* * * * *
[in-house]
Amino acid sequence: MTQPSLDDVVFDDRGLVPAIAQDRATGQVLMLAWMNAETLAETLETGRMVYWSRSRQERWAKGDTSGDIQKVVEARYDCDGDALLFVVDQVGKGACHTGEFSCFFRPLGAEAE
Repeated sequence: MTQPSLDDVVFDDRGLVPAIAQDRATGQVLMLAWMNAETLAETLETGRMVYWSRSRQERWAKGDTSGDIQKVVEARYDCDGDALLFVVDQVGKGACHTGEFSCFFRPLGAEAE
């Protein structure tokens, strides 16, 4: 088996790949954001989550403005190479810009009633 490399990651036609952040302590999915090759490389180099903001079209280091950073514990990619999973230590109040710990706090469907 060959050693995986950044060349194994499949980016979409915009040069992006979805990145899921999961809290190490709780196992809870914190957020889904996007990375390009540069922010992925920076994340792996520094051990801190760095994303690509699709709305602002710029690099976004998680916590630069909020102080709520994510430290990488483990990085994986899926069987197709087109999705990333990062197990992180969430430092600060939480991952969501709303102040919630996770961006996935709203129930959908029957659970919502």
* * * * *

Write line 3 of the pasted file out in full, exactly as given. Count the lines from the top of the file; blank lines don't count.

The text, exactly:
Repeated sequence: MTQPSLDDVVFDDRGLVPAIAQDRATGQVLMLAWMNAETLAETLETGRMVYWSRSRQERWAKGDTSGDIQKVVEARYDCDGDALLFVVDQVGKGACHTGEFSCFFRPLGAEAE